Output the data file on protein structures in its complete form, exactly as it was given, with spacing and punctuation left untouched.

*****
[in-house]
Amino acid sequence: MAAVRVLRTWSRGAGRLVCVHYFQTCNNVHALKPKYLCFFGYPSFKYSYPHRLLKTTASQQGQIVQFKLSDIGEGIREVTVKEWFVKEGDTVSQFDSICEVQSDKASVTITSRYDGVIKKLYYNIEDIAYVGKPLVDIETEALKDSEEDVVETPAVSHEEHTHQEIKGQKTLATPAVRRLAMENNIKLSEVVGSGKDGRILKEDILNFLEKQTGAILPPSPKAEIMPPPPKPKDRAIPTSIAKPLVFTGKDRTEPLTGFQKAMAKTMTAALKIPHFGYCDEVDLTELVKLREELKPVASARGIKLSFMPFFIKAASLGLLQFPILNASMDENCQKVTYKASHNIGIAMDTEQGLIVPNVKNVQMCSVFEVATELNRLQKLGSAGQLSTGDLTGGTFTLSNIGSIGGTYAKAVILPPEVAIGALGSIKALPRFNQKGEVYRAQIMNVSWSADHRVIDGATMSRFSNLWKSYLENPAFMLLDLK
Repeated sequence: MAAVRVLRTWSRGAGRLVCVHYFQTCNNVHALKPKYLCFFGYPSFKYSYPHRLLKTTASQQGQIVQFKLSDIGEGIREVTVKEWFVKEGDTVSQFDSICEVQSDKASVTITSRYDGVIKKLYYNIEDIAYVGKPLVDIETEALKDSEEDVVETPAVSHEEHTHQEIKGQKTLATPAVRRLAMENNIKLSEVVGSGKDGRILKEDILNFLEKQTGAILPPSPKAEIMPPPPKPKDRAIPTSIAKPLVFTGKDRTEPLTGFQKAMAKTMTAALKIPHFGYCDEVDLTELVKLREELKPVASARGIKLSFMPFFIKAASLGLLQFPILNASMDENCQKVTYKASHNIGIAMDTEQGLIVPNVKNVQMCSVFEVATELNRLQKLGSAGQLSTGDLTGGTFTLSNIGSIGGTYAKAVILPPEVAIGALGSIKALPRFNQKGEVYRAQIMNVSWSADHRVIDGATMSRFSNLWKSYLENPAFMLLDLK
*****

[in-house]
Amino acid sequence: MAAVRVLRTWSRGAGRLVCVHYFQTCNNVHALKPKYLCFFGYPSFKYSYPHRLLKTTASQQGQIVQFKLSDIGEGIREVTVKEWFVKEGDTVSQFDSICEVQSDKASVTITSRYDGVIKKLYYNIEDIAYVGKPLVDIETEALKDSEEDVVETPAVSHEEHTHQEIKGQKTLATPAVRRLAMENNIKLSEVVGSGKDGRILKEDILNFLEKQTGAILPPSPKAEIMPPPPKPKDRAIPTSIAKPLVFTGKDRTEPLTGFQKAMAKTMTAALKIPHFGYCDEVDLTELVKLREELKPVASARGIKLSFMPFFIKAASLGLLQFPILNASMDENCQKVTYKASHNIGIAMDTEQGLIVPNVKNVQMCSVFEVATELNRLQKLGSAGQLSTGDLTGGTFTLSNIGSIGGTYAKAVILPPEVAIGALGSIKALPRFNQKGEVYRAQIMNVSWSADHRVIDGATMSRFSNLWKSYLENPAFMLLDLK
Repeated sequence: MAAVRVLRTWSRGAGRLVCVHYFQTCNNVHALKPKYLCFFGYPSFKYSYPHRLLKTTASQQGQIVQFKLSDIGEGIREVTVKEWFVKEGDTVSQFDSICEVQSDKASVTITSRYDGVIKKLYYNIEDIAYVGKPLVDIETEALKDSEEDVVETPAVSHEEHTHQEIKGQKTLATPAVRRLAMENNIKLSEVVGSGKDGRILKEDILNFLEKQTGAILPPSPKAEIMPPPPKPKDRAIPTSIAKPLVFTGKDRTEPLTGFQKAMAKTMTAALKIPHFGYCDEVDLTELVKLREELKPVASARGIKLSFMPFFIKAASLGLLQFPILNASMDENCQKVTYKASHNIGIAMDTEQGLIVPNVKNVQMCSVFEVATELNRLQKLGSAGQLSTGDLTGGTFTLSNIGSIGGTYAKAVILPPEVAIGALGSIKALPRFNQKGEVYRAQIMNVSWSADHRVIDGATMSRFSNLWKSYLENPAFMLLDLK